Tuesday, September 23, 2014

Life Lessons

While watching "Life Lessons", I noticed the particular way that Scorsese introduced the women throughout the film. Lionell Dobie's warped and obsessed view of Paulette put her up on a pedestal, romanticizing her as an unattainable ideal. I specifically noticed the way the iris effect was used to evoke this feeling throughout the film. I think these choices worked really well to express Lionell's mindset and unhealthy attachment to someone who doesn't love him back. 

The first time Paulette appears on screen, the iris effect is used as a way to single her out from everyone else. The iris grows bigger and shrinks, giving a kind of warped point of view. Everything is in slow motion, creating a very dreamy and surreal atmosphere. It then cuts to very close up shots of Lionell smoking a cigarette, giving us access to him in that moment of obsession. 

Another time the iris effect is used is when he is admiring her ankle after telling her she wanted to kiss it. This shot is cut back to 2 times, and a third time very quickly (maybe a millisecond) when she pulls the cover over it. It's obviously something that was not going to happen, but the iris effect lets us peek into a fantasy world that Lionell imagines for himself.

When he meets  the new girl at the end of the film, it's another perfect example of a romanticized point of view. It quickly cuts to close-ups of her lips, neck, ear and fidgeting hands. Then it cuts to a wide shot of the entire room where everyone else disappears, and the iris effect closes in on just the two of them.


  1. This is a very thought provoking view on the iris effect. I understood Lionel's obsession with Paulette, or the "idea" of Paulette, but I never correlated it with the iris. It totally fits with the tone and aesthetic of the film, and it also shows Lionel's other loves of his paint and whisky, etc. I enjoyed your very specific analysis and the use of this commonly talked about effect. Great job Abbey!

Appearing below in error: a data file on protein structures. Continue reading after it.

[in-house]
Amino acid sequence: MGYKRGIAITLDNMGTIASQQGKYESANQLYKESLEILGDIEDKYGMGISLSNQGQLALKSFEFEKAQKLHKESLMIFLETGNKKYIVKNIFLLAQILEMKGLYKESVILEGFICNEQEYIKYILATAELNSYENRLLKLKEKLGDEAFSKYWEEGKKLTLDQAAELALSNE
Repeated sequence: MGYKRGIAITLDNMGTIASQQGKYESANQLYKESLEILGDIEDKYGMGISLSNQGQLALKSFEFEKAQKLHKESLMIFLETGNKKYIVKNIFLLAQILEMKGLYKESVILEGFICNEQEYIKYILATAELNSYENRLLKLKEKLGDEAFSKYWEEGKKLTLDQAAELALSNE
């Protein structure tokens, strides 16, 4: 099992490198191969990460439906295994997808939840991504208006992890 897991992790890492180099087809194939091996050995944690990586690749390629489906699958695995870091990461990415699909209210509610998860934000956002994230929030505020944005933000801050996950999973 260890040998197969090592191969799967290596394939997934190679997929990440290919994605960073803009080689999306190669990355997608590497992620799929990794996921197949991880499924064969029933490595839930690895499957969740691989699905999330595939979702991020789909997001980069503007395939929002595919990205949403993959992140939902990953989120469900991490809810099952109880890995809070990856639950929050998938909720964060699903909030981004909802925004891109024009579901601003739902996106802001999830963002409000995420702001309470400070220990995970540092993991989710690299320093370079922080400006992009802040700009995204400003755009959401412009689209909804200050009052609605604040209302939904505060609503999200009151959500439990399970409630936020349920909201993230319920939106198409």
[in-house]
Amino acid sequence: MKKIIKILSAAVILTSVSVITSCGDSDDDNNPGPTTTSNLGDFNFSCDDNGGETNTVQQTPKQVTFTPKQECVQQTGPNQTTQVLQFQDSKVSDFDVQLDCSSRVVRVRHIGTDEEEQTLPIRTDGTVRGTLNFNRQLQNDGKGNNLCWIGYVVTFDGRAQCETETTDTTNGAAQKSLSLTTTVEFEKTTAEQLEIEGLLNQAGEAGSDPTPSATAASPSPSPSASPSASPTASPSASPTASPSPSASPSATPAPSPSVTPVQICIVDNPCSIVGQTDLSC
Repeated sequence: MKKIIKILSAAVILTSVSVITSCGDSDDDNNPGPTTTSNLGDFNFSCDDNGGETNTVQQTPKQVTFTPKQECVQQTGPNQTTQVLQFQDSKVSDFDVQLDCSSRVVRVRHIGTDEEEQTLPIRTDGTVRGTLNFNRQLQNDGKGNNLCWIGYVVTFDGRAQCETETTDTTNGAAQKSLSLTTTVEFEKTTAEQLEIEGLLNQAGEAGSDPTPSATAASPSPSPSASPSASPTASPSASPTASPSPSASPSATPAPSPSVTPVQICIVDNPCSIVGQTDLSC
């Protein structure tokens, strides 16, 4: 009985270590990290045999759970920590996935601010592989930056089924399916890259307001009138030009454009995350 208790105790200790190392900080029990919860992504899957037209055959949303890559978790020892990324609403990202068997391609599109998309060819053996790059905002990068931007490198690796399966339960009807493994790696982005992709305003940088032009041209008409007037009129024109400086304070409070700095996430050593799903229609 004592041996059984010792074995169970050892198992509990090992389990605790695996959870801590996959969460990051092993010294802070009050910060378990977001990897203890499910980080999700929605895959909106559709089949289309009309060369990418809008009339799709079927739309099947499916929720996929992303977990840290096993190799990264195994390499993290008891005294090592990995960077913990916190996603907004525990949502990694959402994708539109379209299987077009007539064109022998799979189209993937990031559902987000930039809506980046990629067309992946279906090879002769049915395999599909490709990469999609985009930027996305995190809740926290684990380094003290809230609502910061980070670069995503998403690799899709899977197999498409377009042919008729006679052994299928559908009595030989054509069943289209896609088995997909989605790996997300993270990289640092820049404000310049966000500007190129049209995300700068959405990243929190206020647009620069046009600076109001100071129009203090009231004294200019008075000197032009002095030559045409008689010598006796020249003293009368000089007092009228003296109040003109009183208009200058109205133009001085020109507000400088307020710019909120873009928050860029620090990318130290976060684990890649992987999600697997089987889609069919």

2. Nice! I agree that Scorsese emphasized Lionel's obsession over women as an important part of the film, introducing them in a very specific and stylistic way. What ways besides using the iris effect, slow motion, and extreme close ups did Scorsese make clear that Lionel was affected by the women in his life? I would have liked to see you either giving lots of examples of cinematic tools solely used when there is an introduction of a woman character, or pick one tool that was used consistently and explain why it was used at those times. Good job! Very insightful! Wah!

  3. CLARIFY: It appears as though you might be stating that the iris effect is solely used for showing his obsession with Paulette and women, which is misleading to someone who hasn't seen the film to know that the iris effect is used in a few other places, too. I also agree with Karenna that you seem to have your thesis centered around how cinematic technique is used to explore Dobie's obsession with his muses - in which case I might expect you to give more examples of different techniques (which you do, actually, with the mention of slow-motion).

    VALUE: I agree with Demitri - good in depth explanation and analysis with the examples that you bring up! You definitely paint a good picture of the shots you are describing and explain how they are functioning.

    CONCERNS: The iris effect was used in other places not centered on women - so your thesis is kind of flawed. You could easily fix this either by explaining that, but that you are focusing on just the times it relates to his obsession with women, or, as Karenna suggested, giving some other examples of cinematic technique used to illustrate his obsessions (the quick cuts to body parts at the end, for example). Either way your thesis needs a little tweaking to be clear what your post will be about (and so that we don't say, but what about the other use of iris effect?).

    SUGGEST: I'd also suggest adding a brief synopsis of the film's plot to help a reader who has not seen it, as well as a quick explanation of what the iris effect actually is for someone who may not know. You also miss out on an opportunity to actually bring up what Scorsese said he was doing with the iris effect - it was in our reading.